I'm sure you're asking yourself, "What does that have to do with firing Bo Pelini?" A lot. It turns out that sometimes expectations can mean a lot of different things, and more often than not, those expectations are a lot more reasonable than they appear.
When Bill Callahan was fired by Tom Osborne in 2007 right after the season ending game versus Colorado, the Husker Football program was hurting badly. You could argue that the once great - and not all that long ago great - Nebraska program was in "shambles," and the proof was right there in the W/L column. Nebraska had just endured its second losing season in almost 36 years, and that overlooked that beautiful gem in 2002 where Nebraska finished 7-7. Things were not exactly all well on the Western Front.
The fanbase had narrowed down its choices for the next head coach down to two men. Bo Pelini and Turner Gill. The fans were still up in arms over seeing Bill Callahan - the outsider - tear this program apart. It would be down to the two guys who understood Nebraska's culture. One of these men would be the Chosen One and whomever was picked, that coach would be the right man for the job. Nonetheless, when pushed for a sentimental favorite by a vast majority of the fanbase, Pelini was the one who needed to be at Nebraska. He was the opposite of the offensive-specialized Callahan, he was a person who had been at Nebraska as a coach before - even if it was only one season, and he had the knowledge of what the program expected from his time with Frank Solich.
So, Osborne picks Pelini and things start to move in a positive direction. A successful 9-4 season in 2008 culminating in a Gator Bowl win over Clemson, followed by the 2010 season where literally :01 was all that came between Nebraska - and Pelini - and their first Conference Title since 1999. That was followed by an ass kicking of Arizona in the Holiday Bowl that ended infamously as Coach Bo Pelini exclaimed "Nebraska is back, and here to stay" as he received the bowl trophy. We probably all should have known that was a bad omen.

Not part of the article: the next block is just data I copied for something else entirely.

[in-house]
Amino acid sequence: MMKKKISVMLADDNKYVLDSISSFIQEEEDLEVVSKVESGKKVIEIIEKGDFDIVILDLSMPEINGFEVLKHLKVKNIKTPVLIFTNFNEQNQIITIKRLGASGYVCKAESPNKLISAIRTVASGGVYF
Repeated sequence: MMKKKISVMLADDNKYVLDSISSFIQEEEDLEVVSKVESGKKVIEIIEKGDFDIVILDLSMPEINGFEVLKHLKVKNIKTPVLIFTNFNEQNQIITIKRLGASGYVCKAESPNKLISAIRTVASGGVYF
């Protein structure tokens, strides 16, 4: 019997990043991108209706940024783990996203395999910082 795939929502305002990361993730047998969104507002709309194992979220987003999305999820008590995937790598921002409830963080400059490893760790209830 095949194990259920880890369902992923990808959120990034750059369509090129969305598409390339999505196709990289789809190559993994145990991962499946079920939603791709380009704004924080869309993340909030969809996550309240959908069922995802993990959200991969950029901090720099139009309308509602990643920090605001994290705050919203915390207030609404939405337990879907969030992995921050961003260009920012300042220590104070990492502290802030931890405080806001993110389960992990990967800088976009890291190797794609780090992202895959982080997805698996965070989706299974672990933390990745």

In 2010, things started off very well for the Huskers. Taylor Martinez had a big time coming out party with big games on the road against Washington and Kansas State. The Huskers were 5-0, and were all the way up to #5 in the nation with hated rival Texas coming into town. The Longhorns, who had beat Nebraska in Arlington for the Big XII title the year before to remain the thorn in the Huskers side all this time, were bringing in backup Garrett Gilbert and arguably their least talented team since the two had met up. This was going to be a statement game. Matter of fact, Nebraska had this game circled back in July.
It was all right there for the taking. A national audience, the ranking, the momentum. And then, in that moment where everyone was watching and waiting for Nebraska and Bo Pelini to take the next step….. thud.
Garrett Gilbert led the Longhorns to a 20-13 victory in front of a shocked sold out crowd of 85k+ inside Memorial Stadium. The whole hype, everything that had been building, the excitement of the season, all of it, took a steel toe to the taint. Still, the season was not lost. Win out, play up to their potential, get to that next level. All of that was still on the table, and for a while it looked like the team - and Bo - understood that.
The Huskers came back with a big time win at Stillwater over Dana Holgerson's Oklahoma State Cowboys, and then they completely kicked Missouri's ass from the first play on. Two more quality victories for the season down. Sure, there was some worry when Nebraska needed an interception - off a fake extra point - to secure the victory versus an Iowa State team that seemingly had Bo’s number. Those things happen though, and it was all back up to a fever pitch as the #9 Huskers headed to College Station for a Saturday night showdown with Texas A&M. Same excitement as the Texas game. Same stakes. Same audience.
This was the game that really started so much of the division between Bo and the nation, and it was so many different thigns. It was the game of Taylor Martinez - allegedly - texting his father in the locker room, leading to Bo Pelini screaming at him on the sideline for the entire world to see. It was the game where Bo Pelini went ballistic and got an unsportsmanlinke conduct penalty at the worst time for his team. Oh, and this was also the game that Bo's brother, DC Carl Pelini, went after a photographer on the field after the game. It was not a good look for the University, and it certainly wasn't a good look for Pelini. The season would end with another loss - after gaining a decent lead - against Oklahoma in Nebraska’s last Big 12 Title game appearance, and then another defeat by a Washington team that Nebraska thoroughly destroyed in Seattle earlier that year. The Huskers best chance of a Big XII - and perhaps national - title went fluttering in the wind.